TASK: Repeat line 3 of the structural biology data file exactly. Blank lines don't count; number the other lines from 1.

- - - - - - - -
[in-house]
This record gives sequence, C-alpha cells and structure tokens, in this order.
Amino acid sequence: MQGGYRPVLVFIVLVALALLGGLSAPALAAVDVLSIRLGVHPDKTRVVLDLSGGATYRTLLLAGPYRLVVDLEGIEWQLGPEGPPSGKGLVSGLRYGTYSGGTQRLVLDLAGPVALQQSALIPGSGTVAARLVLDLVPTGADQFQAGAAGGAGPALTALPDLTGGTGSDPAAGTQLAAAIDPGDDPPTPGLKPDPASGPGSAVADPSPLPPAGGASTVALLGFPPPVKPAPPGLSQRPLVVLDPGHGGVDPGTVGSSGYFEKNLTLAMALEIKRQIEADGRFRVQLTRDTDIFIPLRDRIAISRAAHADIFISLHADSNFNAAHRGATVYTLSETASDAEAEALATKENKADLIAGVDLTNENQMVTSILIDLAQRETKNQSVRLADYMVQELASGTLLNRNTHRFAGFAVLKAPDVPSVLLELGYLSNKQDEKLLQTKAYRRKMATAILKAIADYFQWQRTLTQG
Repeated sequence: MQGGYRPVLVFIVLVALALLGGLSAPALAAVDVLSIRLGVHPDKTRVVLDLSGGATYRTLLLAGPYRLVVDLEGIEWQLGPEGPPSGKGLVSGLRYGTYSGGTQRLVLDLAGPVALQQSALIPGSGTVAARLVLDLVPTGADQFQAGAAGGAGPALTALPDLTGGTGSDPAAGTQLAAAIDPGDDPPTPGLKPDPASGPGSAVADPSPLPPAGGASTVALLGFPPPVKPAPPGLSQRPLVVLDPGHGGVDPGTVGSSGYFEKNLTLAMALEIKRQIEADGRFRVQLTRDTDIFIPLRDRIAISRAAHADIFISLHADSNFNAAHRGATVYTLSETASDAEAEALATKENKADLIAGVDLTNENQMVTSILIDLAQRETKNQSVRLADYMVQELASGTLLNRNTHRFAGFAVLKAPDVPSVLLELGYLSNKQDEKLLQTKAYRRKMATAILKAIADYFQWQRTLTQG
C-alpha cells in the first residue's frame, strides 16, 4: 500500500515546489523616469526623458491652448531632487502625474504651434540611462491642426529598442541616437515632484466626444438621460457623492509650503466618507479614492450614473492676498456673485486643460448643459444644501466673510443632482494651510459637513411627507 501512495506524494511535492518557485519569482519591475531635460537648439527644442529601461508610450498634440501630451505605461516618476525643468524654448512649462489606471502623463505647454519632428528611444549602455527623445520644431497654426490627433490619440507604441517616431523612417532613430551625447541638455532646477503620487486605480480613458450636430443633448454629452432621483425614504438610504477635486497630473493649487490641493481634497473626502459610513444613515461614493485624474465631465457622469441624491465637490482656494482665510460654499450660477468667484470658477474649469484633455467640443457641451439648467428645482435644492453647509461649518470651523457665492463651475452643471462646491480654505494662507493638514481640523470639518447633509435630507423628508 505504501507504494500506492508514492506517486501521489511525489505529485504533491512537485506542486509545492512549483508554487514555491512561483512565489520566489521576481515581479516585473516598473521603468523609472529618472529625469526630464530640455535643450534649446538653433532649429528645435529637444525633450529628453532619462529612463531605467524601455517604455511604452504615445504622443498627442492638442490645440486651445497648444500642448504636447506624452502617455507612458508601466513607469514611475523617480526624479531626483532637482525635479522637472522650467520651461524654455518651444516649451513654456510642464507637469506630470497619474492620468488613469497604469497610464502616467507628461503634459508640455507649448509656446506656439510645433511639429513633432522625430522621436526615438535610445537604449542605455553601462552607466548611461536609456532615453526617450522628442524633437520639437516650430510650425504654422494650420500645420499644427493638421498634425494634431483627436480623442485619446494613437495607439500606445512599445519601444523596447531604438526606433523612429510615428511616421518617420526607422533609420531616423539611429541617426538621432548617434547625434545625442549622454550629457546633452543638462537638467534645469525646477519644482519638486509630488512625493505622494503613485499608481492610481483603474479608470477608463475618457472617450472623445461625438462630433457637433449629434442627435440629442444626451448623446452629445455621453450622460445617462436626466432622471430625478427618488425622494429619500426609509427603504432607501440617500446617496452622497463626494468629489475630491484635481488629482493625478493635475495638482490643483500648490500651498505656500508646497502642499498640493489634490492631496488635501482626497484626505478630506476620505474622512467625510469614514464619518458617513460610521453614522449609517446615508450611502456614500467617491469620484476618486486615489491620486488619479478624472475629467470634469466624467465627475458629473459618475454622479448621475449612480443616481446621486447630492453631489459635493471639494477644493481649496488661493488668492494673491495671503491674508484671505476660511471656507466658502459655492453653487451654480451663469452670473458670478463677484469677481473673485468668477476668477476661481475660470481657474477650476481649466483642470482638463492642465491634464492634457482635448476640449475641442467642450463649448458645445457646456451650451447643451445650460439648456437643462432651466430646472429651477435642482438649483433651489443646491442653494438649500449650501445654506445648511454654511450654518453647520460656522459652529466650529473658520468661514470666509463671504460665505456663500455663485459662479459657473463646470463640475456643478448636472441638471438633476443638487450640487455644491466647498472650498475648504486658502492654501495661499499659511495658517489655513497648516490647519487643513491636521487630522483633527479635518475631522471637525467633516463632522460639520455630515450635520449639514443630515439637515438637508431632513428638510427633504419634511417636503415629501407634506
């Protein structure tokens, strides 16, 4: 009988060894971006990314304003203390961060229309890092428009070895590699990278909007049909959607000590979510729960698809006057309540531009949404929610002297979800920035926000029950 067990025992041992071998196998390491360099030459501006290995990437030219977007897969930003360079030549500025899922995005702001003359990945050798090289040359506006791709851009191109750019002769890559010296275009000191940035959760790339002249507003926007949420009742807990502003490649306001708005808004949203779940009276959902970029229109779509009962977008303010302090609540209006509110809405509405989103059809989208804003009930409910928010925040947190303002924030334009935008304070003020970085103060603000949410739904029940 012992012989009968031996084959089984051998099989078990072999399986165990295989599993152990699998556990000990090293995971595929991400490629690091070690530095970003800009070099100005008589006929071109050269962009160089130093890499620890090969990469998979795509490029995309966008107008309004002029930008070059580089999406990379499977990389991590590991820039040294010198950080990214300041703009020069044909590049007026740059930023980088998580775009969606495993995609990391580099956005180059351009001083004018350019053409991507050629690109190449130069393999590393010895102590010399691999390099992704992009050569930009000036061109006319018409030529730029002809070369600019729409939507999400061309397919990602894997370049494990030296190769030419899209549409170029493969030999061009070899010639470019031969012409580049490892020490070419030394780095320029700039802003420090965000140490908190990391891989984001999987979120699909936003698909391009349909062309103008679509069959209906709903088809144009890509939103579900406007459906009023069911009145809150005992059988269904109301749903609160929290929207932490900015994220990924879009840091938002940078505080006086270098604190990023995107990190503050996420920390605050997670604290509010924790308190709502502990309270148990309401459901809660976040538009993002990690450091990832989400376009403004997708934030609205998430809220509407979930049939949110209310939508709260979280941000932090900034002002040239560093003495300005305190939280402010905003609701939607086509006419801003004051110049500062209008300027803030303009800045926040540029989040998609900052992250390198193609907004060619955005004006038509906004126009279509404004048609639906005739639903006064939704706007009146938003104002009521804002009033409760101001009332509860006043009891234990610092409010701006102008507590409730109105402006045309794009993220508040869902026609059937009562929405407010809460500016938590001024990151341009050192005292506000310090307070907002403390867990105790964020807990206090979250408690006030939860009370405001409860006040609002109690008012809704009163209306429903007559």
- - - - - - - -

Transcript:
Amino acid sequence: MQGGYRPVLVFIVLVALALLGGLSAPALAAVDVLSIRLGVHPDKTRVVLDLSGGATYRTLLLAGPYRLVVDLEGIEWQLGPEGPPSGKGLVSGLRYGTYSGGTQRLVLDLAGPVALQQSALIPGSGTVAARLVLDLVPTGADQFQAGAAGGAGPALTALPDLTGGTGSDPAAGTQLAAAIDPGDDPPTPGLKPDPASGPGSAVADPSPLPPAGGASTVALLGFPPPVKPAPPGLSQRPLVVLDPGHGGVDPGTVGSSGYFEKNLTLAMALEIKRQIEADGRFRVQLTRDTDIFIPLRDRIAISRAAHADIFISLHADSNFNAAHRGATVYTLSETASDAEAEALATKENKADLIAGVDLTNENQMVTSILIDLAQRETKNQSVRLADYMVQELASGTLLNRNTHRFAGFAVLKAPDVPSVLLELGYLSNKQDEKLLQTKAYRRKMATAILKAIADYFQWQRTLTQG